ESRI at odds with department over waste review

THE ESRI has found itself on a collision course with the Department of the Environment after the think-tank described the department’s waste management review as “flawed,” adding that it failed to create jobs, enhance competitiveness and meet EU Landfill Directive targets.

In response, the department said the ESRI report, commissioned by Dublin City Council, contains a “number of errors which would have a significant bearing on its main recommendations”.

The council is already at loggerheads with Environment Minister John Gormley over its planned 600,000-tonne incinerator at Poolbeg, which the department says is too big.

The ESRI report, An Economic Approach to Municipal Waste Management Policy in Ireland, is published today.

Its authors say that waste management markets in Ireland aren’t working as well as they should by failing to handle greenhouse gas emissions properly and failing to introduce a tendering system for domestic waste disposal.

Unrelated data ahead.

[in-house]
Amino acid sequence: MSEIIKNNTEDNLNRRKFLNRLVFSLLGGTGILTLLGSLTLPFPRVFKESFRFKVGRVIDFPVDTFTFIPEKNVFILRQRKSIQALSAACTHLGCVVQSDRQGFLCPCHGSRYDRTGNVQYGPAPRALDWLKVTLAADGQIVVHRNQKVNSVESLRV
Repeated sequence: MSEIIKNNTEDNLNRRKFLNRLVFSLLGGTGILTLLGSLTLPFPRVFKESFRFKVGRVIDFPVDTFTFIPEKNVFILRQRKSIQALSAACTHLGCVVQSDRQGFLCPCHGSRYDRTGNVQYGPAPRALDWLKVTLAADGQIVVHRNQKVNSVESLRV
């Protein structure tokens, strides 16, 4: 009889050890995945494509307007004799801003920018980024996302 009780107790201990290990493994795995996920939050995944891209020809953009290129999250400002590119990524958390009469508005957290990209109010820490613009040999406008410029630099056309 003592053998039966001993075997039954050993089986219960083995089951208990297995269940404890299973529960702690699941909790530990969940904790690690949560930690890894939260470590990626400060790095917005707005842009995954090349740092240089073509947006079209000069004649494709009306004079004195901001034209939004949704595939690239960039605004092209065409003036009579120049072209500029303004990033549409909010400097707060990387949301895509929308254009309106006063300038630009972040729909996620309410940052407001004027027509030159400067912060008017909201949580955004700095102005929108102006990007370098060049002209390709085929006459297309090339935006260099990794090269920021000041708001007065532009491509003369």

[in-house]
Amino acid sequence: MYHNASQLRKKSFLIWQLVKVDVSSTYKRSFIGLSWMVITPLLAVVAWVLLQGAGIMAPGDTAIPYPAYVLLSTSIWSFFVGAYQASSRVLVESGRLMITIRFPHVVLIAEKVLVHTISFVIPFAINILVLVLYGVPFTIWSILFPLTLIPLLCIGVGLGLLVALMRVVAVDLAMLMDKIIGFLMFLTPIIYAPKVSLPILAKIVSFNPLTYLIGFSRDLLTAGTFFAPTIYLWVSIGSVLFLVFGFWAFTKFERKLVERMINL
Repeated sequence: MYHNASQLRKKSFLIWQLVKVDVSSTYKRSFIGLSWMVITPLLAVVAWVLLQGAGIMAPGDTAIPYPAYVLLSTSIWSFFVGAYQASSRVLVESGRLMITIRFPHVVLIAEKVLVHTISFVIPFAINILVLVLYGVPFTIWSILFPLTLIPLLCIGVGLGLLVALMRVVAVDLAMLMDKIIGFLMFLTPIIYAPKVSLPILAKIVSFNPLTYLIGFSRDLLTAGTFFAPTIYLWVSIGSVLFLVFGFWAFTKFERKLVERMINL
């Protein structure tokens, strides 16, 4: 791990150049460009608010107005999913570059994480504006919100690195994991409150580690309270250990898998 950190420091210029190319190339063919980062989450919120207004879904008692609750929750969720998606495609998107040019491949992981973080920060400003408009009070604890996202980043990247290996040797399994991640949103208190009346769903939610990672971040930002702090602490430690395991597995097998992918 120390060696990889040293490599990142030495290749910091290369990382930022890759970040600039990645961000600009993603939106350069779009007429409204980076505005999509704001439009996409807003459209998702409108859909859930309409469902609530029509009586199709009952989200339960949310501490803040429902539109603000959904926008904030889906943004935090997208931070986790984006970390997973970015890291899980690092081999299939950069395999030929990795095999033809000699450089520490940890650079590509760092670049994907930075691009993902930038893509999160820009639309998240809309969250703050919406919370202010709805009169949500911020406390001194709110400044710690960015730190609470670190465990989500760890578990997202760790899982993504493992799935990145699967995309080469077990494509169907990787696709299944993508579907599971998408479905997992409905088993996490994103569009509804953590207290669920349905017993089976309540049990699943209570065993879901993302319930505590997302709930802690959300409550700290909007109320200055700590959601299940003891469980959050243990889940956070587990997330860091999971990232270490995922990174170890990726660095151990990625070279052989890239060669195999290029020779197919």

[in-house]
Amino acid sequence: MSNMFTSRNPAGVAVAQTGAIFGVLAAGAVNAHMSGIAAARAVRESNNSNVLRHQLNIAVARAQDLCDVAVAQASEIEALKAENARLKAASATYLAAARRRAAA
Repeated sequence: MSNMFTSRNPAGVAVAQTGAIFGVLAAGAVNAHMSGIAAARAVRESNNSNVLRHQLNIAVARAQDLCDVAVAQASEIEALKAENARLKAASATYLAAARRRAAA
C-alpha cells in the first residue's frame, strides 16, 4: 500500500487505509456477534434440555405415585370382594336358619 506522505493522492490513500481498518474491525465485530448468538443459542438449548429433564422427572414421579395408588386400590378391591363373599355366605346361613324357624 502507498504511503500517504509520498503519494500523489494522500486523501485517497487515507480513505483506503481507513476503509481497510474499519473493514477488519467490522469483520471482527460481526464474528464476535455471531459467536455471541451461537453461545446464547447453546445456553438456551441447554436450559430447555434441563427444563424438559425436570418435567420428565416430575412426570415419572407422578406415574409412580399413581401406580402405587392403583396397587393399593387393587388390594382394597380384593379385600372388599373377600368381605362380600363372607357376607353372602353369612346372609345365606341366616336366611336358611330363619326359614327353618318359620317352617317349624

The study also calls a system to allow for the trading of landfill rights and for a much lower incinerator levy than set down by Eunomia’s International Review of Waste Management Policy.

Mr Gormley had said he expected the incineration level to be approximately €20-€38 per tonne while the ESRI suggested an urban incineration levy of a maximum of €5.07 per tonne. The ESRI suggested a €44-€55 levy for landfill while the minister set this levy at €50 by 2011 and €75 in 2012.

One of the report’s authors, Paul Gorecki, has questioned whether Eunomia’s review “provides a coherent and feasible basis on which to develop waste policy. Arbitrary limits on incineration and consequent expansion of MBT have no place in waste management policy.

“The international review’s setting of residual waste levies is flawed, suffering from both double regulation and double counting, with the result that some of the proposed levies are much higher than is appropriate.”

Dominic Hogg, author of the international review, said there were serious mistakes in the ESRI report, including false inclusion of incineration in the emissions trading scheme and the use of incineration emissions figures that were too low by a factor of 10.

The author of the Dublin Region Thermal Treatment Needs Assessment report, Conor Walsh, added that the “the ESRI has serious questions to answer about the data used in this report”.


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